As they see it, the surest evidence of this fashion-culture disconnect lies in the fact that two of the biggest names in the current local fashion landscape, Thebe Magugu and Rich Mnisi, don’t debut their collections at either of our main local fashion weeks, something that would be unheard of in most other countries. How do they think this disconnect can be resolved? In part, by recognising the importance of stylists, with special emphasis on POC, WOC and queer stylists, as well as by reimagining the mainstream fashion model into a system that’s more supportive of a wider range of designers, creatives and industry experts.

The work that professional stylists do is often seen as an afterthought or an optional extra, with many public figures and entities believing that good personal style is enough to mitigate the need for a stylist. The duo believes, especially for professional creatives, that stylists are integral to the development of a highly marketable personal brand. Without the research, analysis, wardrobe and professional networks stylists provide, some of the biggest names in music, art and acting would have significantly less impact. Look at Lady Gaga’s stylistic progression from album to album or the perfect symbiosis between Zendaya and Law Roach in creating her high fashion off-screen persona. Creatives who embrace the expertise of their stylists use every tool available to them to communicate their identity, vision and values.

Ultimately, Them/Two see styling as one of th0e ultimate forms of personal and identity expression that, when embraced on a larger scale, has the potential to result in a representative and beautiful collective style that is as diverse as our culture. — Anita Makgetla 

About Mail & Guardian Sponsored Stories

The Mail & Guardian’s sponsored stories are produced in association with paying partners. If you would like to speak to our team about producing and publishing high quality content on our site, please contact us at this email address.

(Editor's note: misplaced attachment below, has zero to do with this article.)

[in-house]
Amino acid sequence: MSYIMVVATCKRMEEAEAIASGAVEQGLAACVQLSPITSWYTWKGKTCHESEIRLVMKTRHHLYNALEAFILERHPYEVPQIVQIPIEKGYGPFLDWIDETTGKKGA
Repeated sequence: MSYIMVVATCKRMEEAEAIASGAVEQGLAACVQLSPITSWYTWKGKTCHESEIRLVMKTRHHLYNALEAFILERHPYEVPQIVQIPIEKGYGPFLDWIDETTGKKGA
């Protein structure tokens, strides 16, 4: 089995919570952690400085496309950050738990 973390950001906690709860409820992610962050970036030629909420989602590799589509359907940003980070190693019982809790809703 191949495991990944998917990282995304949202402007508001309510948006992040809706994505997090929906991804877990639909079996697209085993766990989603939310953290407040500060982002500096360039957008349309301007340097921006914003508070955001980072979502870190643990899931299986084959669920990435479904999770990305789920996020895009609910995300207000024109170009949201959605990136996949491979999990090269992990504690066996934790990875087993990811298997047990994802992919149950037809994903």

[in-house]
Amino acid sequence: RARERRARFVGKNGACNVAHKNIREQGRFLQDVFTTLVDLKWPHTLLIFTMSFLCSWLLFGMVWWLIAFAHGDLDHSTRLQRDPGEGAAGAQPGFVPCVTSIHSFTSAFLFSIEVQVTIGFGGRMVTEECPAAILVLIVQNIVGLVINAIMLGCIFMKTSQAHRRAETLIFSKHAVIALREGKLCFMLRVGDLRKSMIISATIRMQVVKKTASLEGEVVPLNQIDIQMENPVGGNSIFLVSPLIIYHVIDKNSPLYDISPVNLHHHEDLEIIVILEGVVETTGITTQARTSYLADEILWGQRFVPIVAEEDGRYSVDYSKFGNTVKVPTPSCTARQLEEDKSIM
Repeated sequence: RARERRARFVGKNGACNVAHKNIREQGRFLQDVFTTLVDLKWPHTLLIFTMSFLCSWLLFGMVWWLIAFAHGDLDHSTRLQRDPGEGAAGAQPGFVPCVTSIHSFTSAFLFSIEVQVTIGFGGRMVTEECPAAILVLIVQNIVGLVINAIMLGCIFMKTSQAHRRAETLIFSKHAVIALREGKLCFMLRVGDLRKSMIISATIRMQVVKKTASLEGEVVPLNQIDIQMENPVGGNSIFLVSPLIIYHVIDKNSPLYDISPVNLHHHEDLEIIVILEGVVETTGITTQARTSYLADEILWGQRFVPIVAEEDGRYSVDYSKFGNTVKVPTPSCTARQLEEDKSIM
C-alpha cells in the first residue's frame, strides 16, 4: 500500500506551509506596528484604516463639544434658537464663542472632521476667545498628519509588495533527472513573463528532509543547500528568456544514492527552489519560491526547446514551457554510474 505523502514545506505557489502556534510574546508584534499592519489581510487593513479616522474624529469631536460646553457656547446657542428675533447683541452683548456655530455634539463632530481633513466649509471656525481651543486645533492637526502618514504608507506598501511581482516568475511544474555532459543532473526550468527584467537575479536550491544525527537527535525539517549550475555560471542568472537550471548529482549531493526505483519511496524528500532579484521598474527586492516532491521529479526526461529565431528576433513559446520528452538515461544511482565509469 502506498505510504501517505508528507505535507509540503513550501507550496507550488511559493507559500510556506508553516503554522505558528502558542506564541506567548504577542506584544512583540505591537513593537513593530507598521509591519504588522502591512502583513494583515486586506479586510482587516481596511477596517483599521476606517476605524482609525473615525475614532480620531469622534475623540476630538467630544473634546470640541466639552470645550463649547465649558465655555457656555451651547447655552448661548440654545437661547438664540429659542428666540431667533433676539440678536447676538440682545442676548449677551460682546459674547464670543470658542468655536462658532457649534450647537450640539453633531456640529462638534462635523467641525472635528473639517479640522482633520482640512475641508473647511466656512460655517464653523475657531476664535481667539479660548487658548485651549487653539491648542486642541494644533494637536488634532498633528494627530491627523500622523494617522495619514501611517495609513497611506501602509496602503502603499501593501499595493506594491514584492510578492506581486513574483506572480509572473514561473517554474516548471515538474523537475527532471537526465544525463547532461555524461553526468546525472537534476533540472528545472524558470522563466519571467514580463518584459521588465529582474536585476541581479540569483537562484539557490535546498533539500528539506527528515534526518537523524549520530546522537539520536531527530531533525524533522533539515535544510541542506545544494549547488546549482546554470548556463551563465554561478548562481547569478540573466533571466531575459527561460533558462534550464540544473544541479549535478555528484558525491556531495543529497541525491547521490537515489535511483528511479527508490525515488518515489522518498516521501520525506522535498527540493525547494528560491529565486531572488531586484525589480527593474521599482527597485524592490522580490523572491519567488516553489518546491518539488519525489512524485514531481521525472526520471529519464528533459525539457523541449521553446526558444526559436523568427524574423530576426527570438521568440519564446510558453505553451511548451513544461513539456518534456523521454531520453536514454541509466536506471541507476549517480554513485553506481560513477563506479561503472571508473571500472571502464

Related stories

Your M&G

Hi , To manage your account please click here.

You can access your digital copy of this week’s paper here.


Today's top stories

Five-year drama over Sassa cleaning deal

Welfare agency allegedly bent procurement process to suit a contractor previously found guilty of collusion, and preferred bidder Corporate Cleaning wants damages paid

Sars whistleblower Van Loggerenberg suffers ‘suspicious’ home invasion

The break-in comes a week after that at the home of fellow whistleblower and Zondo commission witness Temba Maseko

Zuma takes another legal tilt at Zondo

The former president is asking the Pretoria high court to declare Zondo’s tenure as chairman of the commission of inquiry unlawful and to order Ramaphosa to appoint a new chair

Transport ministry to appeal Aarto Act driver demerit system ruling

Minister Fikile Mbalula says motorists’ behaviour will change with disincentives for ‘unbecoming conduct’, but Outa and AA say the legislation was carelessly drafted

Cape Town routes being monitored after taxi boss shot dead

Fears of renewed taxi violence are sparked after the body of a leader of the Congress of Democratic Taxi Association was found on sand dunes near Khayelitsha

press releases

Loading latest Press Releases…